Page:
WHEELING - An adviser program at Wheeling Middle School has resulted in higher test scores and a higher number of children involved in sports and extracurricular activities than ever before.
The program, "Wildcat Connection," is in its second year at Wheeling Middle, and uses a personalized method of determining a student's strengths and weakness and "tailoring" their school experience to improve their overall success in school.
Since the program's beginning, students who reached "at or above proficiency" on the WESTEST2 in math increased by 5 percent from 41 percent in 2011 to 46 percent in 2012.
Photo by Sarah Harmon
Wheeling Middle School students Allee McCardle, front right, and Kelly McCardle, center, review their eight “Wildcat Connection” goals. Also pictured is parent Jenny McCardle, seated at left. In back from left are parent Richard McCardle and Wheeling Middle School counselors Gladys Goff and Denise Freeland.
In reading, student proficiency increased 6 percent from 51 percent in 2011 to 57 percent in 2012. Performance among the economically disadvantaged group increased 11 percent from 39 percent in 2011 to 50 percent in 2012.
Wheeling Middle School Principal Rick Jones also said more students are joining sports teams and participating in after school activities than ever before. He believes this is a direct result of the program's effectiveness in getting students involved.
"A lot of kids want to be involved in things, but they might be a little scared. Our numbers in band, chorus, strings, plays and athletics are high as they've ever been in everything because we're pushing kids to get involved in things. Our goal is to have every single student in the building in an activity that's outside of the classroom," Jones said.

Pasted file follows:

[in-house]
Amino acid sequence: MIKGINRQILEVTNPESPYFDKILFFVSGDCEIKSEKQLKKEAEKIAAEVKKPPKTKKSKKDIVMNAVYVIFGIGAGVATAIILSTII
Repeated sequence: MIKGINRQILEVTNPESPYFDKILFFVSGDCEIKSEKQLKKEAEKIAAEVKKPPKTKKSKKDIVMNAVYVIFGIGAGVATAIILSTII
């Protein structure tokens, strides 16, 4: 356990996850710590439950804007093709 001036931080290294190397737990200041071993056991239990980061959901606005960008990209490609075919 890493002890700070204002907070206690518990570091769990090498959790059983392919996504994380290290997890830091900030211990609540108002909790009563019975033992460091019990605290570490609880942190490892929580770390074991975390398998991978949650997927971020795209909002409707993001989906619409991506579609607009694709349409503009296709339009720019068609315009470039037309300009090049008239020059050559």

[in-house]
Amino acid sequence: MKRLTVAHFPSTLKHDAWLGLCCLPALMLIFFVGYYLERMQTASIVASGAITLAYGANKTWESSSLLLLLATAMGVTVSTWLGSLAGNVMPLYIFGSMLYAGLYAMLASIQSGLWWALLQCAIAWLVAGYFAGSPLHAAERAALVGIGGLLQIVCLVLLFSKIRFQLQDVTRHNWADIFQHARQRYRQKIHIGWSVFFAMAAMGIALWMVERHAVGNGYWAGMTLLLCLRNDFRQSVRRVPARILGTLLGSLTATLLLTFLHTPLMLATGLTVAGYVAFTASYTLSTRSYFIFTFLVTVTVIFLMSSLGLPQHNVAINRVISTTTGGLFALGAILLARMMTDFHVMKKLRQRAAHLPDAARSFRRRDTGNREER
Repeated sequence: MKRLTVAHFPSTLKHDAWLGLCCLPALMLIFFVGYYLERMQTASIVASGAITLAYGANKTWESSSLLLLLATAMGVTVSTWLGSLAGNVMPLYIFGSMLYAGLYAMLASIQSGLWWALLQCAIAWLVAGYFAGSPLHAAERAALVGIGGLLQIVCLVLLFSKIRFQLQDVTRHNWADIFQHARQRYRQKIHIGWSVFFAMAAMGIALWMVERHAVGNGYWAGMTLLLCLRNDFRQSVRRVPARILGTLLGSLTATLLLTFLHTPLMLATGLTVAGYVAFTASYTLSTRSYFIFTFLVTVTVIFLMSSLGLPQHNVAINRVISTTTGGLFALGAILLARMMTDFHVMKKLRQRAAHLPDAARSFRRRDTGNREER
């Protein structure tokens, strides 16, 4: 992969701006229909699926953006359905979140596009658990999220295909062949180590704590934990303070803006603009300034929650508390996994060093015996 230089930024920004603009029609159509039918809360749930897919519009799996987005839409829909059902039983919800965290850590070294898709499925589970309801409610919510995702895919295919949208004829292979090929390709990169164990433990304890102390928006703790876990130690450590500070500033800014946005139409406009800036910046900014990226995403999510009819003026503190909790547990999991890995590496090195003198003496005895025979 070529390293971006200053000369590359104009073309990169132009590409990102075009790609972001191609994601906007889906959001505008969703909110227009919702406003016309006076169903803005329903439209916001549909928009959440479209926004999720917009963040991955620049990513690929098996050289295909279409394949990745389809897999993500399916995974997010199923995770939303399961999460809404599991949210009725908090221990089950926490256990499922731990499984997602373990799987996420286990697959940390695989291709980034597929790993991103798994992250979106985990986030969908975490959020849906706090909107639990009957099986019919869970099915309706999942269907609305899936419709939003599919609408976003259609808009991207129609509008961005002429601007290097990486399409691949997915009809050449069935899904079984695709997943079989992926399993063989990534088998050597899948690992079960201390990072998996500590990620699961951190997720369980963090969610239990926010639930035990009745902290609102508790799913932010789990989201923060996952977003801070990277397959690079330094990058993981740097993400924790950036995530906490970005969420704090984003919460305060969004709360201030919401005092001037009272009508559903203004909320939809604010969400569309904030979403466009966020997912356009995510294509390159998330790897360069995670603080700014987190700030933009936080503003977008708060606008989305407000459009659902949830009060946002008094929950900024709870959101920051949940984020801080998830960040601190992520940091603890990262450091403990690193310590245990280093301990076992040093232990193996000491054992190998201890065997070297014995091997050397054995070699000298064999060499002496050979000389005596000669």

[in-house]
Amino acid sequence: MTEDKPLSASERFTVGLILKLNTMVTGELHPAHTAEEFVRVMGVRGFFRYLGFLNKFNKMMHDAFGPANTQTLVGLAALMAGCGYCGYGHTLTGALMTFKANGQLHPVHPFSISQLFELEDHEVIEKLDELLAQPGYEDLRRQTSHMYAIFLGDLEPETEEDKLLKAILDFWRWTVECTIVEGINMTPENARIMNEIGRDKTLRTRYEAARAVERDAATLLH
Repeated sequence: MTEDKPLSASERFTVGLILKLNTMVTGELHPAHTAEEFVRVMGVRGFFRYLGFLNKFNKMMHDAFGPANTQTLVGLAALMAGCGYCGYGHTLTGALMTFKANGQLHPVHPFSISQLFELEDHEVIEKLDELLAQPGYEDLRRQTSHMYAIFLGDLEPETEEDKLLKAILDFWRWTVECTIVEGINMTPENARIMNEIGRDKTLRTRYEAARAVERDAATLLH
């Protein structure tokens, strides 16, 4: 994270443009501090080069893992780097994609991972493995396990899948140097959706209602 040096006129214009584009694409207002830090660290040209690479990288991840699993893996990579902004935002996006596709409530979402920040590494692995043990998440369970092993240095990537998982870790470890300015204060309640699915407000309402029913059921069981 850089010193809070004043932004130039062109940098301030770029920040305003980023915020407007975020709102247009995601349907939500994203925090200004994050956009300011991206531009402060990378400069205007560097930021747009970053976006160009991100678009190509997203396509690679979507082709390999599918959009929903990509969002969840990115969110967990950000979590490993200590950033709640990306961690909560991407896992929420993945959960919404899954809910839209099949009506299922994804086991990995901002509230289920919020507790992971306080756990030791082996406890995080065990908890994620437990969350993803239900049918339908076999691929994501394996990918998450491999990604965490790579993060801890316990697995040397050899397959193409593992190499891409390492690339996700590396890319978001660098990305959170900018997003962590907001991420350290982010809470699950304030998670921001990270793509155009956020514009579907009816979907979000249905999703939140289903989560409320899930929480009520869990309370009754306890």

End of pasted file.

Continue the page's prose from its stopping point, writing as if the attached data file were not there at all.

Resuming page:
Each student sets eight goals for the school year, including two report card goals, two WESTEST2 goals, two non-academic goals and two character goals such as using more manners. Every staff member in the building has a group of eight to 10 students of mixed grades they advise. Before school starts for the year, every teacher sets an appointment with the students and their parents to explain the program and determine what course of action would be best for the individual students to improve for the year. Advisers will then follow up with students twice during a nine-week period to ensure students are making progress on their goals.
"It becomes very concrete for the children to write down a goal," counselor Gladys Goff said. "We help them set goals that are achievable and encourage them to try things they wouldn't normally try. They become very aware of their grades and their scores, and become more accountable for their success in school."
Jones said by encouraging students, the program is excellent for preparing students for the demands of high school.